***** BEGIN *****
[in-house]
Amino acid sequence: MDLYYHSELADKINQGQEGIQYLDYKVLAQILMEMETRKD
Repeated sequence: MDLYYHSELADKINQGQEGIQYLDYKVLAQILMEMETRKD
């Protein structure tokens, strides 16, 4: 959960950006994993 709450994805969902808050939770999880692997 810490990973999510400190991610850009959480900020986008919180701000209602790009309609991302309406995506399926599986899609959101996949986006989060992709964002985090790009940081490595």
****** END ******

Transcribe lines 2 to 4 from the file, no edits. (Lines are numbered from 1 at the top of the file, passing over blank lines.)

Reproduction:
Amino acid sequence: MDLYYHSELADKINQGQEGIQYLDYKVLAQILMEMETRKD
Repeated sequence: MDLYYHSELADKINQGQEGIQYLDYKVLAQILMEMETRKD
């Protein structure tokens, strides 16, 4: 959960950006994993 709450994805969902808050939770999880692997 810490990973999510400190991610850009959480900020986008919180701000209602790009309609991302309406995506399926599986899609959101996949986006989060992709964002985090790009940081490595």